Thursday, March 18, 2010

Fresh Canela: Esperanza's Jazz

Esperanza Spalding at Arts NC State

Forget the hair. Forget the hype. Forget those ads she did for Banana Republic, and her three (so far) concerts at the White House. Forget everything you've heard about Esperanza Spalding. Close your eyes, and hear her music: grooving, unpredictable, out on a limb, filled with so much yearning, so much love, and so much freedom.

If I sound like a convert, I am; I didn’t own the Esperanza album going in to the concert in Stewart Theatre Friday, but I laid my $20 down to take it home that night.

Spalding’s pure jazz vocals alone would be enough to make her a career. But she does something unprecedented. I don't think any artist has ever controlled both the foundational bass, and upper melodic registers at the same time. (There's Meshell Ndegeocello, but she raps more than she sings, and doesn't have Spalding's ethereal range.)

But Spalding's more than a novelty, that’s certain, and much more than just a singer who plays bass (or vice versa). She’s an impressive composer who has put together an original sound with her prodigiously talented band of fellow Berklee grads. Featured on this short North Carolina tour: Argentinian keyboardist Leo Genovese, Brazilian guitarist Ricardo Vogt, and drummer Gerald Cleaver of Detroit. No embattled egos jockeying for solo position, no dominating displays of post-bop prowess, just there to serve the music.

When Spalding took the stage, her lowkey greeting morphed imperceptibly into performance, as the piano and drums began to move beneath her spoken words. Without warning, she unfolded her wings and flew into a soaring Betty Carter lyric: "Jazz ain't nothing but soul." By now, the entire room was at her feet, where it remained for the rest of the night.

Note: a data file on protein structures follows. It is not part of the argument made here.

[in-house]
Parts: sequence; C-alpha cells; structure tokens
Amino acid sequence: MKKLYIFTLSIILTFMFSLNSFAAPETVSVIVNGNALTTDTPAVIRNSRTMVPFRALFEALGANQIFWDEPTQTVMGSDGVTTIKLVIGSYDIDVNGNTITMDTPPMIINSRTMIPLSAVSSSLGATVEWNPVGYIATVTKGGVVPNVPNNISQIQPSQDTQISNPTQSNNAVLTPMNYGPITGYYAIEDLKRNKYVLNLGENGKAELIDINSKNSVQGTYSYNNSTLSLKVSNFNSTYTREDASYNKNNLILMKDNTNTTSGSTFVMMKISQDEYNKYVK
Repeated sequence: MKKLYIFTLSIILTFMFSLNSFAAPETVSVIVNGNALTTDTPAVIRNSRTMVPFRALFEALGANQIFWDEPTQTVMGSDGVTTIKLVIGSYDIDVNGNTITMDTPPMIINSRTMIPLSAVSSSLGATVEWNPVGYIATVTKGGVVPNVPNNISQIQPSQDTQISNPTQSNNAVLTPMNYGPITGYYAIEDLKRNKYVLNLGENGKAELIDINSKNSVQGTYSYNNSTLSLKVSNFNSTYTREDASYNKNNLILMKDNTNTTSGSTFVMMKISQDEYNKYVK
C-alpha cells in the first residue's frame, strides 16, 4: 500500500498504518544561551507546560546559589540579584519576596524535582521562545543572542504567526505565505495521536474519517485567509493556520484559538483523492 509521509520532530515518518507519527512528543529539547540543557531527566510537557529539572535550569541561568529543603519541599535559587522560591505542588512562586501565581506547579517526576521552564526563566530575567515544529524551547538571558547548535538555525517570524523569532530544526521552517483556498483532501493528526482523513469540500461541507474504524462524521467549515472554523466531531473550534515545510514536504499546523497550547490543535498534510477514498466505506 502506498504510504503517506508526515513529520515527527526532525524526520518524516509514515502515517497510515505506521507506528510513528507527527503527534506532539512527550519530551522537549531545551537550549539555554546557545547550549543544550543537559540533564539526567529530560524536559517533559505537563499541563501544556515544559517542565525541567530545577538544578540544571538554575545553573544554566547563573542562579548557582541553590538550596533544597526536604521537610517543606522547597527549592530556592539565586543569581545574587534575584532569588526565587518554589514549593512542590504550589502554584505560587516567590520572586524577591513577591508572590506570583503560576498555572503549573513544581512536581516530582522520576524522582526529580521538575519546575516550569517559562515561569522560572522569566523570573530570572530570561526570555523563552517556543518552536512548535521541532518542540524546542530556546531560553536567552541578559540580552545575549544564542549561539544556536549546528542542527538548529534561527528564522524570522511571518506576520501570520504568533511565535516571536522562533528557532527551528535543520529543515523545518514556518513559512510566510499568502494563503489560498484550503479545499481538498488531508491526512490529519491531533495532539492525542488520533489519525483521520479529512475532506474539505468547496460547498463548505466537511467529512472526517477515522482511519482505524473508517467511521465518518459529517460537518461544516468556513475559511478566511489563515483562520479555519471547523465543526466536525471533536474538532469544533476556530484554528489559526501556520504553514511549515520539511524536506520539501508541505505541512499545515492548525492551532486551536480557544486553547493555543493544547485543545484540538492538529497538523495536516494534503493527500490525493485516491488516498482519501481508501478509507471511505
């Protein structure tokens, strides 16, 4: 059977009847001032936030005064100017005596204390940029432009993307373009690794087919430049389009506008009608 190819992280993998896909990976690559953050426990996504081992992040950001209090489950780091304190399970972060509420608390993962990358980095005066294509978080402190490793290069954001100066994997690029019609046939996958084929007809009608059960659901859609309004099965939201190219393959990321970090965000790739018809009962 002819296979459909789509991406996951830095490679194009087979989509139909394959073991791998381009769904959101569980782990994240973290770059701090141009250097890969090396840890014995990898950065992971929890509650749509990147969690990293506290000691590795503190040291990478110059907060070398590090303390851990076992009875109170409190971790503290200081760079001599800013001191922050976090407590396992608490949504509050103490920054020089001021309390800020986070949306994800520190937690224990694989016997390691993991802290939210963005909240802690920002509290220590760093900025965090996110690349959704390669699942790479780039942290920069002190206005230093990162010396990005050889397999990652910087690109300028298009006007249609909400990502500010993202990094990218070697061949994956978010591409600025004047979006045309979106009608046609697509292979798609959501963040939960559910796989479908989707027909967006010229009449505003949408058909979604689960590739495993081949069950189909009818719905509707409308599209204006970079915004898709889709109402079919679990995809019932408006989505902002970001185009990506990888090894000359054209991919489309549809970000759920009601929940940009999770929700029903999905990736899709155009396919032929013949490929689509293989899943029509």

In case you’re wondering, Spalding alternated between playing electric bass, and a travel-sized upright double bass. The understated, but wired-in Vogt played guitar only on selected numbers. I wouldn’t have known this was only Cleaver’s second appearance with Spalding; he didn’t overplay the drums, but brought them out of hiding when the music called for it, giving Spalding cause to head-bob approvingly.

Genovese, who leads his own band called The Chromatic Gauchos, seemed like Spalding’s most essential collaborator, through the subtle and inventive use of five keyboards at his fingertips: grand piano, melodica (to mimick harmonica and bandoneon), computer (crunchy noise samples), Fender Rhodes and Electro Nord 2 organ. The two sometimes duo’ed on Genovese’s bizarro Argentine folk jazz compositions, as Spalding toyed with the degradation of vocal pitch.

“We’re not normal,” said Spalding. Thank goodness for that.

Who knows how management will try to mold this rising star, who is managed by the same Spanish company that handles Omara Portuondo and other Cuban artists; local advanced press interviews were tightly restricted, though Spalding herself seemed surprisingly willing to sit for over an hour signing post-concert autographs and posing with fans. Her encore included two new songs, ending on the same soulful groove where she started with "Cinnamon Tree." This catchy R&B joint suggests she has the crossover potential of an Erykah Badu. I left the theater with its refrain in my ears, already waiting for the next album to come out.

Wednesday, March 17, 2010


Bio Ritmo busts forth: advance single "Verguenza" is available online now for FREE Listen; download it for a buck.

They're hoping for 5,000 downloads to help finance release of the whole album, most (if not all) of which has already been laid down in a Richmond recording studio.

Jump on this puppy; let me know what you think.

Listen/Download Link

You may recall this live version of "Verguenza" (scroll down to second video) I recorded two months ago.


As a bonus, here are some vintage pics I dug up of Bio Ritmo from a concert on December 17, 2004! The venue was Bogart's in Raleigh.

click on to see larger...

Bio Ritmo 12/17/04

Bio Ritmo 12/17/04

Bio Ritmo 12/17/04

Thursday, March 4, 2010

Esperanza in NC

Buzz is great for Esperanza Spalding in Raleigh this Friday (3/5); online ticket sales are at their highest, says Arts NC State marketing director Mark Tulbert. Spalding was so busy, she didn't have time to do advance interviews for the local press. But does she really have to? The 25-year-old has played Barack Obama's White House three times already. At age 20, the Portland native became the youngest ever instructor at Berklee, her alma mater, where she had earned a full scholarship at age 16. Crazy.